Love him or hate him after nearly four years in office, one thing is for certain: Barack Obama is the first basketball president – a fact that could curry lots of favor with Generation X and Y voters in a celebrity-charged election.

Sure, Bill Clinton was lucky enough to enjoy his home-state University of Arkansas’ 1994 victory in the NCAA Tournament and play host to the Dream Team in ’92. Sure, guys like George W. Bush, Gerald Ford and Richard Nixon were often more erudite when discussing sports than, you know, politics (check out “Fear and Loathing: On the Campaign Trail ’72” for Hunter S. Thompson’s interview with Tricky Dick, an interview which Thompson was told could only be about NFL football). And the Kennedys surely won popularity points for their picturesque family touch-football games.

However, no US president has leveraged sports fandom on an international scale like Obama. (Check out BallinEurope contributing writer Enrico Cellini’s piece on his pet project, tracking Obama’s basketball diplomacy moves.) And the president’s preference for basketball represents the rise of the NBA and to some extent NCAA hopes during David Stern’s reign as the big league’s commissioner.

(Is it any coincidence that Obama came to professional prominence in that hometown of the 1990s’ Incredibulls? BiE thinks not.)

For the sports fan, Obama’s well-publicized devotion and concomitant election marked a shift among commanders-in-chief similar to post-war presidents: JFK, LBJ, Nixon, Ford and George W. were all unabashedly football-first guys while Ronald Reagan rode his turn in the Hollywood flick “Knute Rockne All-American” to win the battle of sound bites against Jimmy Carter. Statesmen such as these took over from the Tafts and Roosevelts who were naturally proud to show off their eternal devotion to “America’s pastime,” i.e. baseball.

In 2008, Obama and his basketball entered the White House to change sports and the presidency forever.

Whatever else his legacy, this president will certainly leave behind the reality that, when speaking to sports fans (at home in the ‘States or in any country, it seems), basketball will have to be mentioned.
As we head into the last day of the 2012 campaign, Obama is naturally working those basketball muscles for votes. A few notes show the president’s efforts to get out that hoops-centric vote.

• Getting attention from as far afield as India, the president’s handlers have confidently assured that he’ll be keeping one promise: “President Obama will spend Election Day in Chicago. In the morning and the afternoon, he will participate in a dozen satellite interviews in battleground states … Tuesday afternoon, [he] will honour his Election Day tradition of pickup basketball with friends and staffers.” Apparently, Obama has told People magazine among others that this pickup game is “his lucky charm” going into elections.

• While stumping in Ohio on Sunday, where else would Obama address 13,500 people besides at the University of Cincinnati Bearcats’ arena?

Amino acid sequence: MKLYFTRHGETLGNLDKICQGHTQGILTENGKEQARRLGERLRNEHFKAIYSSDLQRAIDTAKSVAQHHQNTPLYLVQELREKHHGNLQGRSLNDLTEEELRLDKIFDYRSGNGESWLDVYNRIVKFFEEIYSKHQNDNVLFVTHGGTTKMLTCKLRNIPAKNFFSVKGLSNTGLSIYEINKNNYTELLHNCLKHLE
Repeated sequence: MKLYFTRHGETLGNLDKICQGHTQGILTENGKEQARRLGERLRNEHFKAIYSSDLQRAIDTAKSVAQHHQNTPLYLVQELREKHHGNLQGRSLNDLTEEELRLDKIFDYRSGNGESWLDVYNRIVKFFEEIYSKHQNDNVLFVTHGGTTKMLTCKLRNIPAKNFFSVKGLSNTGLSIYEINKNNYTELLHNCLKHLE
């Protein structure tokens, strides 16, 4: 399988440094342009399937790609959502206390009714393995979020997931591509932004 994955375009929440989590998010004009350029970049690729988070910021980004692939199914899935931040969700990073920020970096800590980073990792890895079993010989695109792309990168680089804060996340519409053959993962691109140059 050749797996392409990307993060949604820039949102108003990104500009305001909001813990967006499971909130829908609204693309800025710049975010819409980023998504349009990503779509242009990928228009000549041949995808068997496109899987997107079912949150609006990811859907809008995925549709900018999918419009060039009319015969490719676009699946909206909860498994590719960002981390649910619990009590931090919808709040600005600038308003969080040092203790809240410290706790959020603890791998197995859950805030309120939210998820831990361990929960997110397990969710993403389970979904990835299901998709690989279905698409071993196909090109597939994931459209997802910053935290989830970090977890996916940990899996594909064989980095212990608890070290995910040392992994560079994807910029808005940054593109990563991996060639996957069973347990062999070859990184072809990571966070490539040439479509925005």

• Also from the weekend, here’s Brooklyn Nets co-owner Jay Z stumping for Obama and deftly substituting “Mitt” for “bitch” in one of his more well-known ditties.

• Will David Stern vote for the incumbent? As a longtime dyed-in-the-wool Democrat, it’s extremely likely. On the other hand, we know that El Jefe doesn’t necessarily believe that the Prez has game: “He’s not as good as he thinks,” proclaimed Stern in late October. “He’s a lefty [and] he goes the same way every time.”

• Lebron James, one of the NBA’s most popular tweeters, announced his 141-character endorsement of Obama recently, garnering the King a few more lines of press. Other hoops luminaries publicly backing the president include Carmelo Anthony, Kobe Bryant, Vince Carter, Baron Davis, Grant Hill, Kyrie Irving, Joe Johnson, Paul Pierce, Rajon Rondo, Greg Popovich, Doc Rivers, Alonzo Mourning and, perhaps most importantly for his ability to, say, generate $3 million for the Obama reelection campaign, Michael Jordan.

• (For comparison’s sake, The Sporting News noted that as of late August, 19 from the NBA had contributed a total of just over $50,000.)

• And before you cynically note that the great majority of NBA ownership and management types are in Mitt Romney’s camp, note that Joey Crawford endorses Obama.

• Incidentally, Obama and Romney have faced off (sort of) in games of one-and-one and PIG. You can likely guess the outcomes of both, though it must be said that ol’ Mitt is not entirely without game. After all, it’s tough to play hoops with no vertical leap – not to mention wearing a full suit.

The Official BallinEurope Fearless Prediction™: Are you ready for this? Upon initial consideration, BiE came up with a 269-269 tie as Obama wins in Ohio, New Hampshire, Pennsylvania, Michigan and Wisconsin, while Romney takes Florida, North Carolina, Virginia, Colorado, Nevada and Iowa.

Plausible enough? Maybe. But BiE certainly can’t imagine a second Election 2000-like snafu – and gods help the ‘States if they throw a tiebreaker to the well-disliked Congress. So we’ll flip Virginia, where the New York Times currently has the president leading by two percentage points but has gone Republican in the last nine (!) elections, to Obama. Final tally: Obama 282, Romney 256.

(And remember: BiE’s Fearless Predictions™ in politics are just as accurate as those for basketball…)

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